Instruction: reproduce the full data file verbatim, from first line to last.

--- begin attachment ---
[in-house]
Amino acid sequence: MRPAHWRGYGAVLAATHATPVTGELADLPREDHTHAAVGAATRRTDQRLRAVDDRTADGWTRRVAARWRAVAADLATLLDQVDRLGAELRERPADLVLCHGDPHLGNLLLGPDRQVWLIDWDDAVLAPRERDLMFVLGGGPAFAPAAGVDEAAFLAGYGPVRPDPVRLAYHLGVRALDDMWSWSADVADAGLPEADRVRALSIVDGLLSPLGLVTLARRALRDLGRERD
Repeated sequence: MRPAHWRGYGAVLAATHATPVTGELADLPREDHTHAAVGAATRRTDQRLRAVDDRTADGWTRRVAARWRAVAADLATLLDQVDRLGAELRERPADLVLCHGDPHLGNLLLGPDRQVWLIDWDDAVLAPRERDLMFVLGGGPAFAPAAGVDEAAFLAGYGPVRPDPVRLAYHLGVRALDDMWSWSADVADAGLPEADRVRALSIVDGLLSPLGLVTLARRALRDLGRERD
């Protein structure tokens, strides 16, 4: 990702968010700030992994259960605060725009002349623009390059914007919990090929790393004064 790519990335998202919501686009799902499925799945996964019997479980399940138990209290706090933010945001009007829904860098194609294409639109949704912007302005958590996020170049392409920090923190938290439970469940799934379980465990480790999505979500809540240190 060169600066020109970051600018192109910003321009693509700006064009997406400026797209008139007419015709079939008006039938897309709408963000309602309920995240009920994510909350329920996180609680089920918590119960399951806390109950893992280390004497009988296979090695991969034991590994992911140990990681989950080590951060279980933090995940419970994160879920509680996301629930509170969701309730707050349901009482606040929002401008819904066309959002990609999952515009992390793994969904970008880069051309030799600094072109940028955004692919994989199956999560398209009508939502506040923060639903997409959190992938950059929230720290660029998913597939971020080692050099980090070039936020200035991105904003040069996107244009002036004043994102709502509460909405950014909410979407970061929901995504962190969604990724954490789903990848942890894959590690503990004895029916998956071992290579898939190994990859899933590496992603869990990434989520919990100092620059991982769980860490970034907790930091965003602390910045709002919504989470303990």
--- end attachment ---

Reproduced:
[in-house]
Amino acid sequence: MRPAHWRGYGAVLAATHATPVTGELADLPREDHTHAAVGAATRRTDQRLRAVDDRTADGWTRRVAARWRAVAADLATLLDQVDRLGAELRERPADLVLCHGDPHLGNLLLGPDRQVWLIDWDDAVLAPRERDLMFVLGGGPAFAPAAGVDEAAFLAGYGPVRPDPVRLAYHLGVRALDDMWSWSADVADAGLPEADRVRALSIVDGLLSPLGLVTLARRALRDLGRERD
Repeated sequence: MRPAHWRGYGAVLAATHATPVTGELADLPREDHTHAAVGAATRRTDQRLRAVDDRTADGWTRRVAARWRAVAADLATLLDQVDRLGAELRERPADLVLCHGDPHLGNLLLGPDRQVWLIDWDDAVLAPRERDLMFVLGGGPAFAPAAGVDEAAFLAGYGPVRPDPVRLAYHLGVRALDDMWSWSADVADAGLPEADRVRALSIVDGLLSPLGLVTLARRALRDLGRERD
């Protein structure tokens, strides 16, 4: 990702968010700030992994259960605060725009002349623009390059914007919990090929790393004064 790519990335998202919501686009799902499925799945996964019997479980399940138990209290706090933010945001009007829904860098194609294409639109949704912007302005958590996020170049392409920090923190938290439970469940799934379980465990480790999505979500809540240190 060169600066020109970051600018192109910003321009693509700006064009997406400026797209008139007419015709079939008006039938897309709408963000309602309920995240009920994510909350329920996180609680089920918590119960399951806390109950893992280390004497009988296979090695991969034991590994992911140990990681989950080590951060279980933090995940419970994160879920509680996301629930509170969701309730707050349901009482606040929002401008819904066309959002990609999952515009992390793994969904970008880069051309030799600094072109940028955004692919994989199956999560398209009508939502506040923060639903997409959190992938950059929230720290660029998913597939971020080692050099980090070039936020200035991105904003040069996107244009002036004043994102709502509460909405950014909410979407970061929901995504962190969604990724954490789903990848942890894959590690503990004895029916998956071992290579898939190994990859899933590496992603869990990434989520919990100092620059991982769980860490970034907790930091965003602390910045709002919504989470303990």